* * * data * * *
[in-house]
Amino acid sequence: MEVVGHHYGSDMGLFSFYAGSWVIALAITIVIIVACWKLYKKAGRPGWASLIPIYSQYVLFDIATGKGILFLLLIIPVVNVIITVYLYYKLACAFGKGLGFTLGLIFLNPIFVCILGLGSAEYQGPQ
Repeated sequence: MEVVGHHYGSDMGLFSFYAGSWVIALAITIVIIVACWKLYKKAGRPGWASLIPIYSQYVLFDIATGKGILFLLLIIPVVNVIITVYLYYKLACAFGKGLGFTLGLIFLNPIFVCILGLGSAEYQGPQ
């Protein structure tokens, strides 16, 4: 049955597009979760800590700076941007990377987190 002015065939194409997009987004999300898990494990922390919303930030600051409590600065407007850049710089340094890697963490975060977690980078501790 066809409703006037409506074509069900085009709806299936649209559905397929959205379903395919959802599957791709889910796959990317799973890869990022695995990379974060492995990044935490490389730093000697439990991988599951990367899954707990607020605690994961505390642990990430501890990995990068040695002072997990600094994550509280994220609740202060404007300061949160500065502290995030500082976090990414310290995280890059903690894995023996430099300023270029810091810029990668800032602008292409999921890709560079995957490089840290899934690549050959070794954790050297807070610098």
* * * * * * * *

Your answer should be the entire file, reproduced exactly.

[in-house]
Amino acid sequence: MEVVGHHYGSDMGLFSFYAGSWVIALAITIVIIVACWKLYKKAGRPGWASLIPIYSQYVLFDIATGKGILFLLLIIPVVNVIITVYLYYKLACAFGKGLGFTLGLIFLNPIFVCILGLGSAEYQGPQ
Repeated sequence: MEVVGHHYGSDMGLFSFYAGSWVIALAITIVIIVACWKLYKKAGRPGWASLIPIYSQYVLFDIATGKGILFLLLIIPVVNVIITVYLYYKLACAFGKGLGFTLGLIFLNPIFVCILGLGSAEYQGPQ
């Protein structure tokens, strides 16, 4: 049955597009979760800590700076941007990377987190 002015065939194409997009987004999300898990494990922390919303930030600051409590600065407007850049710089340094890697963490975060977690980078501790 066809409703006037409506074509069900085009709806299936649209559905397929959205379903395919959802599957791709889910796959990317799973890869990022695995990379974060492995990044935490490389730093000697439990991988599951990367899954707990607020605690994961505390642990990430501890990995990068040695002072997990600094994550509280994220609740202060404007300061949160500065502290995030500082976090990414310290995280890059903690894995023996430099300023270029810091810029990668800032602008292409999921890709560079995957490089840290899934690549050959070794954790050297807070610098």